I say typically because there are a variety of other exercises that an officer may have you perform, such as saying the ABCs or touching your finger to your nose. Other tests similar to these are not standardized and have little bearing on your arrest. An experienced Wisconsin DUI Attorney like Nathan J. Dineen will know how to defend against non-standardized tests.
The one-leg-stand test (OLS) has two phases:
- The instructional phase
- The performance phase
In order for the test to conform to NHTSA standards, it must be conducted on a surface that is reasonably level, dry, hard, and non-slippery.
The officer will instruct the driver to stand with their feet together and arms at their side. When the officer instructs the driver to begin the test, the driver will raise their foot 6 inches above the ground while keeping the leg straight and the foot parallel to the ground.
The driver is instructed to count aloud from 1-30 in a one-thousand format (i.e., one one-thousand, two one-thousand, etc.). The officer will look for four (4) signs of alcohol impairment:
- Using arms for balance
- Putting your foot on the ground
An officer needs 2 of 4 clues as evidence of intoxication.
Interpreting the results of the one-leg stand
An individual has a 65 percent chance of having a BAC of over 0.10 percent if he or she does any two of four things during the test. The first is using arms to balance. The second is hopping instead of standing still. The third is swaying back to front or side to side while balancing. The last is putting down the foot that is supposed to be held up.
Potential problems with the one-leg stand
People who have health problems that affect balance (such as back, leg, or middle ear issues), are 65 years of age or over, or who are obese or overweight by at least fifty pounds can have difficulty with this test regardless of alcohol impairment or lack thereof.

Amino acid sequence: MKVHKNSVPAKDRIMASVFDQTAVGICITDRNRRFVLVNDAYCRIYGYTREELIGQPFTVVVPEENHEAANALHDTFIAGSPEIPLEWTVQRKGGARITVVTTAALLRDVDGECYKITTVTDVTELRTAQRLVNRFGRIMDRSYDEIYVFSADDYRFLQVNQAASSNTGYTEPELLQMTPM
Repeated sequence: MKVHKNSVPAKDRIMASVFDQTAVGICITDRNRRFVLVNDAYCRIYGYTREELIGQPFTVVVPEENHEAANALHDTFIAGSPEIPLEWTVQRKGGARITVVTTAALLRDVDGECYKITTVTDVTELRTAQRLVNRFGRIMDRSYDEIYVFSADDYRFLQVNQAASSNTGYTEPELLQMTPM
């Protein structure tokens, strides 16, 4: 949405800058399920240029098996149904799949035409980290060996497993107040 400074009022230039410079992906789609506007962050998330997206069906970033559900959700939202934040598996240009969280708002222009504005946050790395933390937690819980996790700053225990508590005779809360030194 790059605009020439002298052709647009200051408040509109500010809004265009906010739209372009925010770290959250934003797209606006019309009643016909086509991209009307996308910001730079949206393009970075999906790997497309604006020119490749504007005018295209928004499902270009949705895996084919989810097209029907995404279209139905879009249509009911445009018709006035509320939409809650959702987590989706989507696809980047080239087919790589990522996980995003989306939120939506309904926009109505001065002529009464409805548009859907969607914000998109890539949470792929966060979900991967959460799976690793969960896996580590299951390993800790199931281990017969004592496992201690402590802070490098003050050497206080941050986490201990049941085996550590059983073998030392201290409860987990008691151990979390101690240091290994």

Additionally, test subjects wearing footwear with heels two or more inches in height should be offered the chance to remove them before the test.
How accurate is field sobriety testing?
The National Highway Traffic Safety Administration (NHTSA) claims that the three tests have standardized procedures and accurately predict Blood Alcohol levels of about 0.10+% 65-77% of the time. Specifically, they claim the accuracy of field sobriety tests to investigate evidence of intoxication as follows:
- HGN – 77%
- OLS – 54%
- WAT – 68%
Do officers usually administer field sobriety tests correctly?
No, and a driver’s performance on field sobriety tests is going to be a significant part of any DUI arrest. You must have an attorney that understands standardized field sobriety testing, how the tests are administered, and how they are evaluated.
Nate Dineen is certified in Standardized Field Sobriety Test Administration. He observes and evaluates field sobriety test administration every day.
If you are serious about fighting your Wisconsin DUI charge, you need knowledge and experience on your side. You need an attorney that focuses specifically on Wisconsin OWI Defense.
Can you refuse field sobriety tests in wisconsin?
You are not required by law to take a breathalyzer or perform field sobriety tests when you’re pulled over for an OWI investigation. However, if you refuse, you can still be arrested even if you pass the field sobriety tests, but the officer still suspects you are under the influence. Once arrested, you will be required to submit to chemical tests due to Wisconsin’s implied content law.
Experienced wisconsin field sobriety test attorney
Did you fail the Wisconsin field sobriety test?
Have you been arrested for Wisconsin DUI or OWI?
If so, contact Nathan J. Dineen. Nate focuses his practice on DUI Defense and has years of experience challenging OWI arrests based on standard field sobriety test results. You may not have passed the tests for multiple reasons, and we know how to challenge them for reasonable doubt.
We invite you to call our office for a free consultation to help determine your best course of action. You shouldn’t let a field sobriety test rob you of your right to drive in Wisconsin.